‘This is who I am, part of a bigger change’: The many lives of Florin Gorgis
ERBIL (Kurdistan 24) – “It is called the house of God,” Florin Gorgis says, explaining the name of her ancestral village Bediyal, the last remaining Assyrian-Christian village in the Kurdistan Region’s Barzan area. “That is the meaning behind the old name, Bet El, in our mother language Sureth.”
Florin sits at her unassuming desk as General Director of Diwan for the Kurdistan Regional Government’s (KRG) High Council for Women’s Affairs. An avowed anti-smoker, there are no ashtrays in sight. Instead, a bowl of Medjool dates is served, and she asks for tea and coffee as we start our interview. Her memories stir as she begins a retrospect of her life-story.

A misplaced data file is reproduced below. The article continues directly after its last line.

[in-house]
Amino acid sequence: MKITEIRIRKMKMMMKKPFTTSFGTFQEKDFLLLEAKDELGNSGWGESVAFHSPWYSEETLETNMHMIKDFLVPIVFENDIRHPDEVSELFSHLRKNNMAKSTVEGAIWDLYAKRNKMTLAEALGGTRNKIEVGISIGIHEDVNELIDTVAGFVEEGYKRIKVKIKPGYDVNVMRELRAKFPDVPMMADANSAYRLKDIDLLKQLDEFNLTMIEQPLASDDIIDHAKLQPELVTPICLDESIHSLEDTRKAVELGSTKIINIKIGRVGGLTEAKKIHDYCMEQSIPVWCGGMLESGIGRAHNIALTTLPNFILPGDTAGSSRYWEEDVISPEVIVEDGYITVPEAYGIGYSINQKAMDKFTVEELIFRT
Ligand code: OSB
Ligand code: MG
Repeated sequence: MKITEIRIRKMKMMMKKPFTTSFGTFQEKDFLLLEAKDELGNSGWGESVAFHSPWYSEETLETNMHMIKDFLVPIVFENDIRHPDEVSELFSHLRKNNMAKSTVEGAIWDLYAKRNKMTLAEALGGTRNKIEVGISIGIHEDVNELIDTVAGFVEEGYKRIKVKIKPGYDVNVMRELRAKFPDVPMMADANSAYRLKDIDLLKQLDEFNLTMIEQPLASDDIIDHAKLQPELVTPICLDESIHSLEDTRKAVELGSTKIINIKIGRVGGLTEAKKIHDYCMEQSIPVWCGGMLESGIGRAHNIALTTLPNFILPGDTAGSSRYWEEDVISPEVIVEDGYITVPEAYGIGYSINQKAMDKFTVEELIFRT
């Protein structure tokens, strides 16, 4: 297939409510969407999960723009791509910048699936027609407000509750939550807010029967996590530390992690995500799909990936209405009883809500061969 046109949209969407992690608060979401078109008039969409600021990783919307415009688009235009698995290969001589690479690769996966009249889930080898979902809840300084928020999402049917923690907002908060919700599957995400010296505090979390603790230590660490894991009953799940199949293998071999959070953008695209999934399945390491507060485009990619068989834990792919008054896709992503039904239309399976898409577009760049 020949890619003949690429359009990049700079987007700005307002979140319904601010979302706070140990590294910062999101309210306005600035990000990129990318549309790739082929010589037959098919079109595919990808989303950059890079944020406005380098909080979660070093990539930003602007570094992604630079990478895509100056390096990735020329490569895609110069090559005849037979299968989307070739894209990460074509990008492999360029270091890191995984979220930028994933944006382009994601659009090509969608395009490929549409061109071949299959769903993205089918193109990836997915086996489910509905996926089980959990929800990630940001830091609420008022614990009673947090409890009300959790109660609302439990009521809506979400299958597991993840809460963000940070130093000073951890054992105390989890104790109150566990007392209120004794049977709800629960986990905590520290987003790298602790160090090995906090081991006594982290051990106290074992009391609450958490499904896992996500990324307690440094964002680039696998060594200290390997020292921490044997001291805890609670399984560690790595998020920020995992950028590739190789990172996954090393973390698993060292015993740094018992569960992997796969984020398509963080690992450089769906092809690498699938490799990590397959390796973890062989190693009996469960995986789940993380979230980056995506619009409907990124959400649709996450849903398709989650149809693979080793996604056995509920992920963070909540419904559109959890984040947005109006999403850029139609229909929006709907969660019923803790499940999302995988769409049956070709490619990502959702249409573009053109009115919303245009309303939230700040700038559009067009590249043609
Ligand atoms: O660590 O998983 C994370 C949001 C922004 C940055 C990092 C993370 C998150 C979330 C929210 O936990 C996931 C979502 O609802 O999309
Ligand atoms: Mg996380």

“I was born into war, in the middle of the Algiers Agreement in 1975, the bloody Iran-Iraq War that raged for almost a decade, from 1980 to 1988, and the Anfal campaign in 1983 to 1989,” she says.
Florin’s parents were displaced several times. Like their Barzani neighbors, her parents had repeatedly faced two choices: either abandon their home in the Barzan region or face the apocalyptic annihilation being wrought there by Iraqi regimes.
“You were having tea one minute and fleeing the next. You left with nothing except your life.” First, her family fled in 1945 when they immigrated to Iran. In 1946, they returned to Diyana, a very small village by then that’s nestled in the heart of Soran province, around 120 kilometers north of Erbil. And, once again, in 1947, they returned to Bediyal.